So, throughout these presentation I’m going to be building this mindmap. It is styled to represent the non linear nature of digital content and how the skills we are going to need have to be flexible and able to change directions quickly and sometimes to go in several at once.

So, how did this digitization of content start? It’s by no means a process that’s even complete today and the web certainly didn’t start with traditional media but with scientists and computer enthusiasts who used this new connected technology to share and create. But for education’s sake, we’ll start with what the newspapers and print media started to do, because in schools we’ve always used their resources as way of keeping up to date. Even today, we still get a class that orders a week’s worth of Advertisers when they look at current events or newspapers in education. So what changed when the media companies decided to move online. Well, initially, they produced digital versions of what they printed on paper.

Well, actually, only part of what they produced because they still held the opinion that people bought newspapers and magazines for the whole product - the classifieds, the births and deaths, the editorials, the sports columns and yes, even the advertising - so we mostly get the headlines, the important stuff. Magazines featured cut down versions of their paper product because they were still protecting their golden goose.

So, what else did digital content look like when we started bringing it into schools? The publishing companies who produce the books and encyclopedias and reference materials for our schools are still working it out as we speak.

I think one of the first shifts we saw was when Microsoft decided that they could digitise the encyclopedia and so Encarta was born.

Here was an encyclopedia that didn’t merely rely on words and a few pics and diagrams here and there but included video clips, grainy and very short at first, audio, and a search system that threw away the traditional index and held 25 - 50 volumes of information on one shiny CD-ROM.

Remember Living Books? Paper based books re-invented with read along voices, cute animated scenes all held on the same CD-ROM format. Still, the publishing companies still didn’t need to start sweating yet. This was the late nineties and most schools had a slow web connection, and these first digital books were more a novelty than a great leap forward in digital content.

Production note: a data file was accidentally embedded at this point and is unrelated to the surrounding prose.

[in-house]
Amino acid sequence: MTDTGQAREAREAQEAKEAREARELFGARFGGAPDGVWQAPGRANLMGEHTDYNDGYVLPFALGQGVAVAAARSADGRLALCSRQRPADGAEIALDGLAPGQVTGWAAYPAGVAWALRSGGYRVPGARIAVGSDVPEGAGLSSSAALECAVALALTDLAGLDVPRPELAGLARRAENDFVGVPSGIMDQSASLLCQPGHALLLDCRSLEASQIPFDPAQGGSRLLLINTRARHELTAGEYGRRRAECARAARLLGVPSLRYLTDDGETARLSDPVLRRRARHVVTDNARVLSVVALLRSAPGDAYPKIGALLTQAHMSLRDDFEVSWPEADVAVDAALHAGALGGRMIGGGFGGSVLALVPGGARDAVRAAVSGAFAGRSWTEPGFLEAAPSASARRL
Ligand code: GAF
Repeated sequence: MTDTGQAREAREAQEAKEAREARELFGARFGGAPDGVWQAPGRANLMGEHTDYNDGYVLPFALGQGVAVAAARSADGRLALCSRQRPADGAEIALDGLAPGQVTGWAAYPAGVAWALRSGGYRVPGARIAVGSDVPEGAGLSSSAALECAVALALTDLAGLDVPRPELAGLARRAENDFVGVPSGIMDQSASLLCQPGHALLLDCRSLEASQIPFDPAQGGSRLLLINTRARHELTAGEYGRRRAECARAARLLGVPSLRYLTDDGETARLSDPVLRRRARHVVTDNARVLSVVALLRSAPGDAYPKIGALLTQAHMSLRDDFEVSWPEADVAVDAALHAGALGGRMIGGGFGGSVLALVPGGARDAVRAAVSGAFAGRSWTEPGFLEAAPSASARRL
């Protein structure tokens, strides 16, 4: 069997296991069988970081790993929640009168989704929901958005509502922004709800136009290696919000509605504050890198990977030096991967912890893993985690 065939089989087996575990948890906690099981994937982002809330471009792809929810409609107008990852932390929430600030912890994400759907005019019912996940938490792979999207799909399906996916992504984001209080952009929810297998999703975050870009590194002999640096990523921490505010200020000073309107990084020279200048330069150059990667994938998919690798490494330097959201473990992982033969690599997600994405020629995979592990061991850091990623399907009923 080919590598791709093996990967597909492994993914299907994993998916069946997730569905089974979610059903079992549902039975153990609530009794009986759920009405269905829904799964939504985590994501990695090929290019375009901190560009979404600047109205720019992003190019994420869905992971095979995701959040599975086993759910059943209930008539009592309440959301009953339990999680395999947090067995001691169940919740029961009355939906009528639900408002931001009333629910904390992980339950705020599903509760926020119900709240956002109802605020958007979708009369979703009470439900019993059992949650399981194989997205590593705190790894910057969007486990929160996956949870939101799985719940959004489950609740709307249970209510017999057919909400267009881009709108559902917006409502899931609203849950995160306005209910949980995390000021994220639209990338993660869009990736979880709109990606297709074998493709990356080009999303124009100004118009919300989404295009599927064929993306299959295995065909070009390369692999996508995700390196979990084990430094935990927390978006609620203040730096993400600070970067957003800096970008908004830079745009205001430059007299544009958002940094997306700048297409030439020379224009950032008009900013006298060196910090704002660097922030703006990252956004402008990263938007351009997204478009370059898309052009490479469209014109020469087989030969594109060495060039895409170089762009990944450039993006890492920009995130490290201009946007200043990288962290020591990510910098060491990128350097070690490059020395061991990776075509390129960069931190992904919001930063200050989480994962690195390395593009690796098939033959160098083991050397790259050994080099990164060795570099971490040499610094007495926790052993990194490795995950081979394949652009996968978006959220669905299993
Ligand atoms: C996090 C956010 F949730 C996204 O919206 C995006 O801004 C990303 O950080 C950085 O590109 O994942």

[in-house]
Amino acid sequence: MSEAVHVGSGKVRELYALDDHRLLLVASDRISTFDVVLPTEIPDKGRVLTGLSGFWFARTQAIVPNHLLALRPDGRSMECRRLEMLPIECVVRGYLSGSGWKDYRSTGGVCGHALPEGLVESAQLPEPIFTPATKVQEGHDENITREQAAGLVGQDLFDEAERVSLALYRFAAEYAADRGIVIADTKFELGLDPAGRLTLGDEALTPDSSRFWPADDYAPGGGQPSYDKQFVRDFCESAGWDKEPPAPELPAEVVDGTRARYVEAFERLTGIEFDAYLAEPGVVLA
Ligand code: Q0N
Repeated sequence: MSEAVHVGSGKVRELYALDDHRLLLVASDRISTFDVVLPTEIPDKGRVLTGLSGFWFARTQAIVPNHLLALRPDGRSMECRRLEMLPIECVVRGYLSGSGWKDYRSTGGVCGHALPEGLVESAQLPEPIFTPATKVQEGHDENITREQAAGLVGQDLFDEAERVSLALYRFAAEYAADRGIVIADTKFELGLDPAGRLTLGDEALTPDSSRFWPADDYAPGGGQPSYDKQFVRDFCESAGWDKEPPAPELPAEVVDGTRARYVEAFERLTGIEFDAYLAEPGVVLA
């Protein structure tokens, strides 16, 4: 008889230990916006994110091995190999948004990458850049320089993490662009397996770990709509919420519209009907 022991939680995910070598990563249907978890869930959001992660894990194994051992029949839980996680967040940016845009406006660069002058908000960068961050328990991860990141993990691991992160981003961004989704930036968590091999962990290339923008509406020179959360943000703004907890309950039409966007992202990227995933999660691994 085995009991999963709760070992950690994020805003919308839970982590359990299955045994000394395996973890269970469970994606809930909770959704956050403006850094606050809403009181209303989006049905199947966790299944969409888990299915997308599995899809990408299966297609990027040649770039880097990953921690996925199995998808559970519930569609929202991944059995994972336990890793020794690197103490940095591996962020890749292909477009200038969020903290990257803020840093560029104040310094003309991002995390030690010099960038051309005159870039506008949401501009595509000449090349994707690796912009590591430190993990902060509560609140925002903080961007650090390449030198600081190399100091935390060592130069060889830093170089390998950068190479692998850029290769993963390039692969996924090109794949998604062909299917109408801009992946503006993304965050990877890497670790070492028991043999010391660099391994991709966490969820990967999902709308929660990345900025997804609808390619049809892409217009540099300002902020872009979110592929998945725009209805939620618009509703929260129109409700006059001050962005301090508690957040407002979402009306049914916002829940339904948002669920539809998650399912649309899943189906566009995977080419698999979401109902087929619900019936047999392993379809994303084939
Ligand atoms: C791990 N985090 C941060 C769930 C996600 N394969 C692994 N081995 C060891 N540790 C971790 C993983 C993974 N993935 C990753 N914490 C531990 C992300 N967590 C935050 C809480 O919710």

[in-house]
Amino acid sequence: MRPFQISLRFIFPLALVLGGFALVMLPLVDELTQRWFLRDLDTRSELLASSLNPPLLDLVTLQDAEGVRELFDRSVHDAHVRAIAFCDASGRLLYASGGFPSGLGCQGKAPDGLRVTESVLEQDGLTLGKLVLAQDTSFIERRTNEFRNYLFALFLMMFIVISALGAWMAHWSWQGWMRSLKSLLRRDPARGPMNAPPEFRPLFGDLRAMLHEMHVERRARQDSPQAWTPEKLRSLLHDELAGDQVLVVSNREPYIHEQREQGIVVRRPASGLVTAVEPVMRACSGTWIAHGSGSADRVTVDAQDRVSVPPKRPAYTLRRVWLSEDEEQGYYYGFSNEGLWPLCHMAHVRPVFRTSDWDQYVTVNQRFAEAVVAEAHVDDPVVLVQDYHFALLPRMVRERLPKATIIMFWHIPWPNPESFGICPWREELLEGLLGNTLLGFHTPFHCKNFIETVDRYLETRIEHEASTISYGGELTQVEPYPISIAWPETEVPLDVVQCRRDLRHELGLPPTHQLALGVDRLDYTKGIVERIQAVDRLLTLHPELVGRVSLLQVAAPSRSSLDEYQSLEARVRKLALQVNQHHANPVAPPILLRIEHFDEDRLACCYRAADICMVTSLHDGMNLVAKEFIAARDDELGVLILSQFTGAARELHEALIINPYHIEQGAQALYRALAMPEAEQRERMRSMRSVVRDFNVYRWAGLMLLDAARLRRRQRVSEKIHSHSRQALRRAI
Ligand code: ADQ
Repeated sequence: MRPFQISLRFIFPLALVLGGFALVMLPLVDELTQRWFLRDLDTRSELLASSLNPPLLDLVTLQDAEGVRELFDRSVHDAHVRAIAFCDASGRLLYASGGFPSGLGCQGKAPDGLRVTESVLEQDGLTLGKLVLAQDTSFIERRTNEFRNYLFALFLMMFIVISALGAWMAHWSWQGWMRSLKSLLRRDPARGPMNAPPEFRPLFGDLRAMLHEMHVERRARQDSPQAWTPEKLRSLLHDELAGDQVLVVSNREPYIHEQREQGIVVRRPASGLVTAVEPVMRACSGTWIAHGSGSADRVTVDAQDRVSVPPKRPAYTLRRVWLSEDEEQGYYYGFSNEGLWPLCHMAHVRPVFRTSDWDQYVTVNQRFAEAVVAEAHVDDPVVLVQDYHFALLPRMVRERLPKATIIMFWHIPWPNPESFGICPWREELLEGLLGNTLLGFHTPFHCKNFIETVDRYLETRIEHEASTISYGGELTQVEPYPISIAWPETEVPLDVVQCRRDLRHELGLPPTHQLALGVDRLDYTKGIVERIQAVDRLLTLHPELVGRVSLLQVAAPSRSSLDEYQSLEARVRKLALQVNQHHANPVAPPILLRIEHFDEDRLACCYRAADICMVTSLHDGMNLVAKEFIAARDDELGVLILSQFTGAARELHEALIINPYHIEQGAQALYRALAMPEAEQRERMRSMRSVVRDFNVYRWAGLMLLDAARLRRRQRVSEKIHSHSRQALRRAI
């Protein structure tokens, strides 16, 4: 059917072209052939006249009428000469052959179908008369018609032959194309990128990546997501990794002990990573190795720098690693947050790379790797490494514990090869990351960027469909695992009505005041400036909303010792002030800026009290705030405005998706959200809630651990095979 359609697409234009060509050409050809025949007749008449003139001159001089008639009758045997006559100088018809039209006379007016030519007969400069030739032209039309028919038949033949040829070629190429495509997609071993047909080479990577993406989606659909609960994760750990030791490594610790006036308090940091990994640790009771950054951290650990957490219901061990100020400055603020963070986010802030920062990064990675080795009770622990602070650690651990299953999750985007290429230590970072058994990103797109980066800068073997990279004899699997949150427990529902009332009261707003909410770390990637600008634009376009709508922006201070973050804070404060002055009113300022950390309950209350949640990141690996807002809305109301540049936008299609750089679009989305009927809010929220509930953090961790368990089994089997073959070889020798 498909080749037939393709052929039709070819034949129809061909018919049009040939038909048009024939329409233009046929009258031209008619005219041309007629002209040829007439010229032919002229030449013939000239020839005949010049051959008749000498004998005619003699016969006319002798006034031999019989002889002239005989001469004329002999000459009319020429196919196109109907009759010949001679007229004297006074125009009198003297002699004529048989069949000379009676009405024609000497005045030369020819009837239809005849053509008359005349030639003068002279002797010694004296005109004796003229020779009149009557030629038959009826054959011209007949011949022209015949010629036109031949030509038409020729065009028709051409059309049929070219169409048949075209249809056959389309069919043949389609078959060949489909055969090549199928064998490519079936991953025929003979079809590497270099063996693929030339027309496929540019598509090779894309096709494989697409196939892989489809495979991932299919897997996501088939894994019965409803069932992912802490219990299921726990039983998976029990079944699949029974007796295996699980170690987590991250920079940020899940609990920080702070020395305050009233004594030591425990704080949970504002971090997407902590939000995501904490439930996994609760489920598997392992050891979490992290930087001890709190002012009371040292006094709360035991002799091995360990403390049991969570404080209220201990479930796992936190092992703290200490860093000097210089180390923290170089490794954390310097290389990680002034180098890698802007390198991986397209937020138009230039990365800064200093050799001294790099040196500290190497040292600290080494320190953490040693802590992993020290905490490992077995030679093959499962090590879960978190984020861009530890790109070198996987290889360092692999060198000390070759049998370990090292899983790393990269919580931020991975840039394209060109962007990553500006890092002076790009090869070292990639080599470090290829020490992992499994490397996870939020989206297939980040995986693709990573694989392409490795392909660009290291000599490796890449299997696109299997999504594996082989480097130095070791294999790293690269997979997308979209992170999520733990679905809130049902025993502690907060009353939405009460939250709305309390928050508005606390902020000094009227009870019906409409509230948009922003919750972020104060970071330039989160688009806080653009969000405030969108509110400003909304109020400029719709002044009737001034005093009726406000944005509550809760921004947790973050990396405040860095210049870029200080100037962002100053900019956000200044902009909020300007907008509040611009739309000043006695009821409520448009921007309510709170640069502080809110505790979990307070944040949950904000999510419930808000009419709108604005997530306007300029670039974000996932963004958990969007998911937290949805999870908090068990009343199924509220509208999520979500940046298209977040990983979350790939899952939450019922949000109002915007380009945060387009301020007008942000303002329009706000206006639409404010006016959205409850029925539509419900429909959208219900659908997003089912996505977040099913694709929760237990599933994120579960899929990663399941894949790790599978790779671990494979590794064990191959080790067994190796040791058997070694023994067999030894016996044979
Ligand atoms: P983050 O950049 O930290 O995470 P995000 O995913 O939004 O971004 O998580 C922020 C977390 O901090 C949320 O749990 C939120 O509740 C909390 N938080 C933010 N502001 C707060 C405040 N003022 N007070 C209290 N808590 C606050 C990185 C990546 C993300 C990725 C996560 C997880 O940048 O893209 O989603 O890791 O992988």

That’s happening now with eBooks however. Now, your favourite book can be a quick download and read on small portable devices like the Kindle and even the iPad now. Still, I’m sure that many publishing companies are quite nervous about this change of events. Certainly Australian bookstores are now starting to feel the pinch, even though it is still mainly tree based books that are being sold via the internet.

What the publishers are nervously eyeing off is what has already unfolded in dramatic fashion over in the music and entertainment industries.

Over time, we have had the LP, the short lived cartridge, the cassette and the CD as formats for carrying our favoured songs. But a new web based format known as mp3 and a brash internet company named Napster turned comfortable retail sales of music on its head with its peer to peer filesharing that had the music companies fearing for their future.

Napster was eventually shutdown by the industry, but you can see its legacy in today’s model for legal music distribution in iTunes where the consumer can buy songs one at a time. Has anyone noticed how CD prices have tumbled as a result? Now, at this point, you may be thinking, what has this all got to do with digital literacy? Well, bear with me, at the moment I’m just laying out the digital landscape that we and our students are part of, and I hope to show some of the connections as we go along and how being literate in this scenario requires more than what traditional literacy entails.

One thing that the web has enabled is the what is commonly known as user-generated content, which could be broadly seen as anything that can be uploaded and viewed on the web without requiring a gatekeeper or expert vetting its value prior to its publication. This content is all digital and is accessible to anyone with a web connection, although what can be put on the web has become increasingly complex and sophisticated in form as time has gone on. The era of Web 2.0 that began around the early 2000’s is part of this process that took the opportunity of publishing to the web out of the sole hands of geeks and web designers and into the realm of literally anyone at all.